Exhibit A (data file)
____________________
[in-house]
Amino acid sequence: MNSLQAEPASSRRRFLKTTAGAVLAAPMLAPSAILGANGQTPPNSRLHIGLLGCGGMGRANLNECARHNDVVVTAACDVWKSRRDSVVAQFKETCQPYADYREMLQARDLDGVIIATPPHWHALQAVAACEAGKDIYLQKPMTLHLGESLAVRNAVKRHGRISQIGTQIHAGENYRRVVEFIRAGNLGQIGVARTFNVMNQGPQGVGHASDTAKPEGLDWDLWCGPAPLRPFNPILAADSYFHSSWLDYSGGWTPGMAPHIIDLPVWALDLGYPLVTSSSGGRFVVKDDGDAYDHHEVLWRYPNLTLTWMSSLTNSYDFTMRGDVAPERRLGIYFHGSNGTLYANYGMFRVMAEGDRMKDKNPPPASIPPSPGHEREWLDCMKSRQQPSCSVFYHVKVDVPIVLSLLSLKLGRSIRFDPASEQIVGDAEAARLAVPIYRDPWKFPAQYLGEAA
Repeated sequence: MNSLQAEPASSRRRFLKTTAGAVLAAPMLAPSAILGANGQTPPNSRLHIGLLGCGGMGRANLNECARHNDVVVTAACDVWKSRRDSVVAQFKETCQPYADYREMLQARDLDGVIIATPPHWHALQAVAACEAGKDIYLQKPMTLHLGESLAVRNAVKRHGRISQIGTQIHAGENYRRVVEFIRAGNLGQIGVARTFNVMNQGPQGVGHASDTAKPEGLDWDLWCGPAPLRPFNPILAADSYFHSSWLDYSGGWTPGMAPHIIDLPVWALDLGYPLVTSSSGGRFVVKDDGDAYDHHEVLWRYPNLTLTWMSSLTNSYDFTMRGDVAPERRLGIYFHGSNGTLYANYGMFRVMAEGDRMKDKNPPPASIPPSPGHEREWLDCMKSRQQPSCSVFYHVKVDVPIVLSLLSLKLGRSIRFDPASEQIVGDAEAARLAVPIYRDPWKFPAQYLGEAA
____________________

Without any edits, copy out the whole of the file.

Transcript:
[in-house]
Amino acid sequence: MNSLQAEPASSRRRFLKTTAGAVLAAPMLAPSAILGANGQTPPNSRLHIGLLGCGGMGRANLNECARHNDVVVTAACDVWKSRRDSVVAQFKETCQPYADYREMLQARDLDGVIIATPPHWHALQAVAACEAGKDIYLQKPMTLHLGESLAVRNAVKRHGRISQIGTQIHAGENYRRVVEFIRAGNLGQIGVARTFNVMNQGPQGVGHASDTAKPEGLDWDLWCGPAPLRPFNPILAADSYFHSSWLDYSGGWTPGMAPHIIDLPVWALDLGYPLVTSSSGGRFVVKDDGDAYDHHEVLWRYPNLTLTWMSSLTNSYDFTMRGDVAPERRLGIYFHGSNGTLYANYGMFRVMAEGDRMKDKNPPPASIPPSPGHEREWLDCMKSRQQPSCSVFYHVKVDVPIVLSLLSLKLGRSIRFDPASEQIVGDAEAARLAVPIYRDPWKFPAQYLGEAA
Repeated sequence: MNSLQAEPASSRRRFLKTTAGAVLAAPMLAPSAILGANGQTPPNSRLHIGLLGCGGMGRANLNECARHNDVVVTAACDVWKSRRDSVVAQFKETCQPYADYREMLQARDLDGVIIATPPHWHALQAVAACEAGKDIYLQKPMTLHLGESLAVRNAVKRHGRISQIGTQIHAGENYRRVVEFIRAGNLGQIGVARTFNVMNQGPQGVGHASDTAKPEGLDWDLWCGPAPLRPFNPILAADSYFHSSWLDYSGGWTPGMAPHIIDLPVWALDLGYPLVTSSSGGRFVVKDDGDAYDHHEVLWRYPNLTLTWMSSLTNSYDFTMRGDVAPERRLGIYFHGSNGTLYANYGMFRVMAEGDRMKDKNPPPASIPPSPGHEREWLDCMKSRQQPSCSVFYHVKVDVPIVLSLLSLKLGRSIRFDPASEQIVGDAEAARLAVPIYRDPWKFPAQYLGEAA